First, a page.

8. Aren't you afraid your daughter won't bond with you? There's always uncertainty in any new situation but I love my daughter with an unshakeable mother's love and we will form the bond that is right for us.

9. I'd like to adopt but I can't afford it. How did you do it? We held fundraisers: garage sales with all of our friends donating items and helping us run it and an international dessert auction with our friends again helping and inviting others. We took on extra jobs and put everything we saved toward our adoption account. And it helps that the process is drawn-out and the fees come one at a time so you don't have to have it all up front.

10. Where does the money go and don't you think that China is making too much money off of this? Most of the money does go to China. Some goes to our agency (they are responsible for translating our documents, arranging our travel itinerary and interpreter, and running interference between us and China) and some to our Home Study process but most of it goes to China. A chunk of that is for the child's orphanage. Yes, some officials in China make money off these precious babies and it's a crime but leaving them there to die or get kicked out of the orphanage at age 14 (!!) is a crime too. I don't care who gets the money as long as my daughter is safe.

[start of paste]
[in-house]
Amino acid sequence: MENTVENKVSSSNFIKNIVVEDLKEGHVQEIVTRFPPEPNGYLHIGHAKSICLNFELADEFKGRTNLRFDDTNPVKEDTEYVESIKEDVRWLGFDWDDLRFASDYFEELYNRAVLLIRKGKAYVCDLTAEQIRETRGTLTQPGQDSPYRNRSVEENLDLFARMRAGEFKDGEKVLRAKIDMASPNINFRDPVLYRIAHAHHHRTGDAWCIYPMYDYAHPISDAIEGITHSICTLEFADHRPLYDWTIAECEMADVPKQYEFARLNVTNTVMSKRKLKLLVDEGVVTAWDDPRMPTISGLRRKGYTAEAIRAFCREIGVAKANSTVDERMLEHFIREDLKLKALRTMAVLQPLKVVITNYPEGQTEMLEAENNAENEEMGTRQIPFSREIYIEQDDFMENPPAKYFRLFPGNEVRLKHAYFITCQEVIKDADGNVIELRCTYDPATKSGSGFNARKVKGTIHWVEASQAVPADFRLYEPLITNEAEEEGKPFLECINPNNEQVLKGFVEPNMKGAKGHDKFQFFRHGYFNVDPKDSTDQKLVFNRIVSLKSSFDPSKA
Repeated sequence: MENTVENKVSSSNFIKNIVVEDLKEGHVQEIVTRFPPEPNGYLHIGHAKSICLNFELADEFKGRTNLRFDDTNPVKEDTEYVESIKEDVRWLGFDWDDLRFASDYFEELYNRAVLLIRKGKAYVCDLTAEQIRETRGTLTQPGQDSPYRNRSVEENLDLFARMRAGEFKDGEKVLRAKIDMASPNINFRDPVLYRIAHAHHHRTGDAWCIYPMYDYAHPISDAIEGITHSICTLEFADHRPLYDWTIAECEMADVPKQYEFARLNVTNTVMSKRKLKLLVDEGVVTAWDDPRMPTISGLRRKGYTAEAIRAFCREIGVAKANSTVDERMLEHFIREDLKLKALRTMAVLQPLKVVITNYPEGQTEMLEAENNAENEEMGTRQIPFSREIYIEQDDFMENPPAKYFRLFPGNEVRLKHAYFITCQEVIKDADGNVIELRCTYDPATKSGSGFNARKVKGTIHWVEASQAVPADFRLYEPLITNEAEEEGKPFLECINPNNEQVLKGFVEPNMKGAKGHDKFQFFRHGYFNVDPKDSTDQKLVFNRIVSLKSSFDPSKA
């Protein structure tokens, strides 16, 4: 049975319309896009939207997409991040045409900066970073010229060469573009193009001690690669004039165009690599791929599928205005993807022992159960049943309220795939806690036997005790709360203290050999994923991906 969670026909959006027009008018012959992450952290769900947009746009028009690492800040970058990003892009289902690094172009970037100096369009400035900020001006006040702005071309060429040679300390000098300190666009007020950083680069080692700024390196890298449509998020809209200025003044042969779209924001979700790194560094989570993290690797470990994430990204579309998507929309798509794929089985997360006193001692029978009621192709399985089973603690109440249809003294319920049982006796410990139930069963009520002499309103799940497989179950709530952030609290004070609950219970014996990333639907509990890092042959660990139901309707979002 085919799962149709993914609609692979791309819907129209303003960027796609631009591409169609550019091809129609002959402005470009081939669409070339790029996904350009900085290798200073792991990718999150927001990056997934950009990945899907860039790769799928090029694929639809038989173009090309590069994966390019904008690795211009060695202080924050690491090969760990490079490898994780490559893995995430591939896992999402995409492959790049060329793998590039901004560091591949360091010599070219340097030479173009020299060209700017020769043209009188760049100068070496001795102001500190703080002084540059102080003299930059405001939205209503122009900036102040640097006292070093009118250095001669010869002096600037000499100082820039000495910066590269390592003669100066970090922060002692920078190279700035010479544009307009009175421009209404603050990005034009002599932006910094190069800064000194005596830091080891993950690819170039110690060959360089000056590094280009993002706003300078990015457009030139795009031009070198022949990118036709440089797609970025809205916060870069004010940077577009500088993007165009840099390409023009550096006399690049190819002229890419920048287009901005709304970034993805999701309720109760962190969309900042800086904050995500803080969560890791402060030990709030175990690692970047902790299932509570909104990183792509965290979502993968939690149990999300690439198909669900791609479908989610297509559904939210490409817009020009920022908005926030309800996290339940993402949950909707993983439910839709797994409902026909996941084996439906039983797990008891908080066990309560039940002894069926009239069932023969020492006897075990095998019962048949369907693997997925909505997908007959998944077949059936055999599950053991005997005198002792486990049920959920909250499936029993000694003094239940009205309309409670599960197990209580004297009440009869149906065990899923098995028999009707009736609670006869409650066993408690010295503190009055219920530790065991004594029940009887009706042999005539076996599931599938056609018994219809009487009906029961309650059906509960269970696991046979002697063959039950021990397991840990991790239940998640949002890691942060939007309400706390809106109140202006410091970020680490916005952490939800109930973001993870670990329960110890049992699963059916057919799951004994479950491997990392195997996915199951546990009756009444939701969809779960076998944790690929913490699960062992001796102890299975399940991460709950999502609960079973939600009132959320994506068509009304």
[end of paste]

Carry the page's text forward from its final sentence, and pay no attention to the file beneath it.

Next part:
11. I want to support adoption without adopting. How can I help? There are several ways. You can give to a local adoption fund or a family you know is raising funds for their own adoption. You can get involved in a local orphanage or in an overseas orphanage...they always need volunteers and supplies. And you can be a voice on behalf of millions of children who have none. You can educate others and maybe you will light the fire in another family to realize they are not yet complete.

I believe once we truly open our eyes to the plight of the orphan, we cannot look away. We cannot ignore these helpless children who deserve a childhood with decent food, education, and most of all, unconditional love and an indestructible sense of belonging to their forever family.


  1. I hope one day Kelly and I can do the same thing. Your passion amazes me, even though I expect it from you. You're awesome.

  2. I can't wait to see the unique shape of your family with Kelly. You know we'll be the first in line to help bring every child home.

  3. Thanks for sharing this. I've learned a lot.